Question about HABTM

I’ve started looking into the uses of HABTM with linked tables. My
greatest problem right now is visualizing and connecting some of my
tables together with one another. Let me provide a brief example:

Again, using football mechanics for emphasis:

Five groupings:

Offense, Defense, Special Teams, Other, and Ratings

Offense group contains 13 tables
Defense group contains 13 tables
Special Teams group contains 5 tables
Other group contains 5 tables
Ratings group contains 1 table

Total Number of Tables: 37

Each table houses 120 teams
Each table has the exact same team names

What things I know I will be doing with the data?

I will be showcasing “individual teams” and providing a layout of all
their data for all 37 tables.

I will be running cross-comparisons of one team’s data with another
team’s opposing data.

My Question:

Should I use HABTM and linked tables with my project in this particular
instance? If so, what advice can you give me on possible pitfalls and
expectations down the road?

Thanks a bunch Marnen - appreciate the input. I agree with you on your
concept of a teams table. I use mysql and each table houses up to 14 or
17 fields each. As a great example, look at my present site:

http://ncaastatpages.com

The new site will be a lot better. That’s the old php driven site and
it gives you an idea of how much data each table holds.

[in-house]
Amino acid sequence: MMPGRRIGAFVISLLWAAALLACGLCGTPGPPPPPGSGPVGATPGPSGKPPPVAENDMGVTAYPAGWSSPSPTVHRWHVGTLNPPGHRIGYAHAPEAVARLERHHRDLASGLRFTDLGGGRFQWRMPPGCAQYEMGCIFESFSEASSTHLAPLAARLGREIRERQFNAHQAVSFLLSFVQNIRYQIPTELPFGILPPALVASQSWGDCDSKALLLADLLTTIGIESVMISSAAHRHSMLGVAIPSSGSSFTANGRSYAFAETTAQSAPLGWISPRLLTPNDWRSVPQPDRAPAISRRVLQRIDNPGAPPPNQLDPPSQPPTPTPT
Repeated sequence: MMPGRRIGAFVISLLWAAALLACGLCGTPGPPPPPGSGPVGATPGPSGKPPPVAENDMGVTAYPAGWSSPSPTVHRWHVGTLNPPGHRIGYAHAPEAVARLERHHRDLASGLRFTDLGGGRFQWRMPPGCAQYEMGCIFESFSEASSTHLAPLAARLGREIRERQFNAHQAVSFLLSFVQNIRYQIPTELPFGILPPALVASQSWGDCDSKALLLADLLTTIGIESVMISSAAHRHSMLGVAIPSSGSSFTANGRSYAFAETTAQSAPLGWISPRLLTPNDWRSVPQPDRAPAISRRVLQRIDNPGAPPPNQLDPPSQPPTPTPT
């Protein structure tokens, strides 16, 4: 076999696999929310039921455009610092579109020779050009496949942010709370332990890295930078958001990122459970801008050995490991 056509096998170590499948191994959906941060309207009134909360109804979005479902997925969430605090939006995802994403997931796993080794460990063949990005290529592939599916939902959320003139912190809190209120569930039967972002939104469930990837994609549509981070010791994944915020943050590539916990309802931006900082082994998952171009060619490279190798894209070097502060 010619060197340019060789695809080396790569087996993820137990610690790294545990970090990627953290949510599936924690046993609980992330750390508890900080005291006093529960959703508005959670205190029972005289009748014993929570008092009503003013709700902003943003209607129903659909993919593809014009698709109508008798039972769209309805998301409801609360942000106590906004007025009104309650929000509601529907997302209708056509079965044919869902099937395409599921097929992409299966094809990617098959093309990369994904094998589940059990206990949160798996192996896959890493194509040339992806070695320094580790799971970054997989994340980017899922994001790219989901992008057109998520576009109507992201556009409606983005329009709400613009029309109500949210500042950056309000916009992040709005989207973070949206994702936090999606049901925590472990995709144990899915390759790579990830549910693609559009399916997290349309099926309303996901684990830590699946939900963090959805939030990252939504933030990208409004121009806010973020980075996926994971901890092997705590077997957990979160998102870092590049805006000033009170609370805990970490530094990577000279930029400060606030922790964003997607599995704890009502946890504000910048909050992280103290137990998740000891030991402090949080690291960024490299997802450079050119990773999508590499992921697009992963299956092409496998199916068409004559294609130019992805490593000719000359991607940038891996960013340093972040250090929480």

I will use your suggestion and create a teams table and assign a team
ID. Do you by chance have a link for an up-to-date foreign keys
migration plugin? I see a bunch of outdated ones and would hate to get
the wrong one.

Also, mysql was using myisam but I can just alter the tables to use
innodb. My worry with innodb was that they require a lot more disk
space. But, if I need to use innodb over myisam I will definitely do
so. I’m not all that familiar with postgresql, other than it’s similar
to oracle…

Älphä Blüë wrote:

I’ve started looking into the uses of HABTM with linked tables.

By “linked tables”, you mean DB tables associated by means of foreign
keys, right?

My
greatest problem right now is visualizing and connecting some of my
tables together with one another.

Database design principles are practically the same for Rails apps as
for any other application.

Let me provide a brief example:

Again, using football mechanics for emphasis:

Five groupings:

Offense, Defense, Special Teams, Other, and Ratings

What do you mean by “groupings”?

Offense group contains 13 tables
Defense group contains 13 tables